Well, we in Pennsylvania we have new(er) standardized tests, the Keystone Exams. It was my distinct pleasure to be permitted to proctor them this year, sarcasm is intended. I hate standardized tests, but that is a rant for another post. The state window for testing started after Thanksgiving break and ended a week or so after we got back, sorry, but I do not pay attention to such details, I just focus on when we HAVE to take them in our school. Our district took the tests right out of the gate following break; if you have to do it, just jump right in and start. With the majority of my students testing at least one of the three scheduled days I knew I would not be able to accomplish much. My students would either be testing and out of my class, or coming into class after testing and have their brains fried to a mush-like substance. All students who missed class would need filled in, and students who had their brains curdled would need remediated…what a world, what a world.
I chose to jump into collaborative project week and expand the assignment by a week. Each of my subject classes had a different project focus of topic, but similar style projects to create. Podcasts, websites, videos, to combinations of such things were highly encouraged. Students were to use the new iPads or their own personal mobile devices to work on the projects. With a week of near empty classes, or classes filled with zombified students I rolled out the projects.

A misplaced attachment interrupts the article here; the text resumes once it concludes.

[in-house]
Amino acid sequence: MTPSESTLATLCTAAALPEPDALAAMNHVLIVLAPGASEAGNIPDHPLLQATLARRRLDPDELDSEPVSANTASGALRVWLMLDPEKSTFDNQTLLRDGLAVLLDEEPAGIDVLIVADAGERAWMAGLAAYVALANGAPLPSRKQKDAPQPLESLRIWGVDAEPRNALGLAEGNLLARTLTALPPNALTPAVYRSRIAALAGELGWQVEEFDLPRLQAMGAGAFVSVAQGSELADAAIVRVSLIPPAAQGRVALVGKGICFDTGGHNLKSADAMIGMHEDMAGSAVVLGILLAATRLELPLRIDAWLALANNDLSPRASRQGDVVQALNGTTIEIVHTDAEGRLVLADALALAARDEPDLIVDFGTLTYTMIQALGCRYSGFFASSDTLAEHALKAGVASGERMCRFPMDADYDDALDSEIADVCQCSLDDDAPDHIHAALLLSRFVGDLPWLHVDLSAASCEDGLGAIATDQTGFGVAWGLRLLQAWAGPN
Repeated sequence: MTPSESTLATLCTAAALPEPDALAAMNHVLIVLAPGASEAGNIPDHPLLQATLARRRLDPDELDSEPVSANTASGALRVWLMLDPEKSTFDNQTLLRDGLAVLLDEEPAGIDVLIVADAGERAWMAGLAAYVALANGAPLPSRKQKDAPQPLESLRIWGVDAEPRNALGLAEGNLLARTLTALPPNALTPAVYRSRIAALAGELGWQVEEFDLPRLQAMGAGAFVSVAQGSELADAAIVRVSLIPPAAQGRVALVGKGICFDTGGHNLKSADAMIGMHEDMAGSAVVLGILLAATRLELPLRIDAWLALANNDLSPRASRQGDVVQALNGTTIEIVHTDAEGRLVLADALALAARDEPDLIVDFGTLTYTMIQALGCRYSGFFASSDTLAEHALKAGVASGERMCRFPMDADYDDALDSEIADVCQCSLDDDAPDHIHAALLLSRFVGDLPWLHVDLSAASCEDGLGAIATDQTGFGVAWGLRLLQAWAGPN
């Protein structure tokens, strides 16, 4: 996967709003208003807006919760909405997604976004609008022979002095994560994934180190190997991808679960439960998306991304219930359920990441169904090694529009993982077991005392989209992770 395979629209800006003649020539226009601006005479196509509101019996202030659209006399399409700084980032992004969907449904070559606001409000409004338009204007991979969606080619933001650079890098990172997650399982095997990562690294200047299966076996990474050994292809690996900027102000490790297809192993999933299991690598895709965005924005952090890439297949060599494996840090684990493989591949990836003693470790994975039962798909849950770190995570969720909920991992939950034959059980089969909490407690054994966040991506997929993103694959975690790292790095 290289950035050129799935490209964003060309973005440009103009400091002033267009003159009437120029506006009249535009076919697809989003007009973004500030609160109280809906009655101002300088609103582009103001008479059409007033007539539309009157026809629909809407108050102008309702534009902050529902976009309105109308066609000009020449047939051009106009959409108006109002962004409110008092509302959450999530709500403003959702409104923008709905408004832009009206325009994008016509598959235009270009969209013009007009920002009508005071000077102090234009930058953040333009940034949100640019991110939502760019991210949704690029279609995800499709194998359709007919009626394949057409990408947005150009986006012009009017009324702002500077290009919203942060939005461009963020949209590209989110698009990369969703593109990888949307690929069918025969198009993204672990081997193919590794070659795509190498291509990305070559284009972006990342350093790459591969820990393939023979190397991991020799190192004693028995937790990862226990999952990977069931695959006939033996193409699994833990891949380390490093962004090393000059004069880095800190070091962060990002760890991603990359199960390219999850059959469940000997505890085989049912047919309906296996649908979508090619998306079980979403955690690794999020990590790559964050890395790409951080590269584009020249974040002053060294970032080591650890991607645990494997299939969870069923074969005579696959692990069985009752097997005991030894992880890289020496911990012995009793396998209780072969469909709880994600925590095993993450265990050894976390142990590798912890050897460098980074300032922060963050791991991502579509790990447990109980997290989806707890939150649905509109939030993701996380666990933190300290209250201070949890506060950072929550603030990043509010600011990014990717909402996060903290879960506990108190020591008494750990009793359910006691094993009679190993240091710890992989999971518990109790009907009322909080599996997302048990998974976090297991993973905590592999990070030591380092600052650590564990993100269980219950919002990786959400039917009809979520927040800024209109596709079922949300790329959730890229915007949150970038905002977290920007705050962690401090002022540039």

We started slow, students used Google Docs to sign up for groups, topics of research/presentation, and methods of presenting. We brainstormed ideas of research together as group, discussing why topics were of interest and should they be accepted. As usual, Edmodo was used as the mothership platform for communication and organization of the classes. This first week went well, students were able to accomplish work and decompress from the testing. The opportunity to collaborate, socialize, and have others to lean on was a major benefit for the students. Those students who did not have to test benefited from not having to do extra assignments, or busy work as they call it. As you will see in my next post, students who missed for testing even started the projects while away from class.
While I still thoroughly despise such tests, I now have a worthwhile concept to get my students involved in while we grind out these mandatory requirements.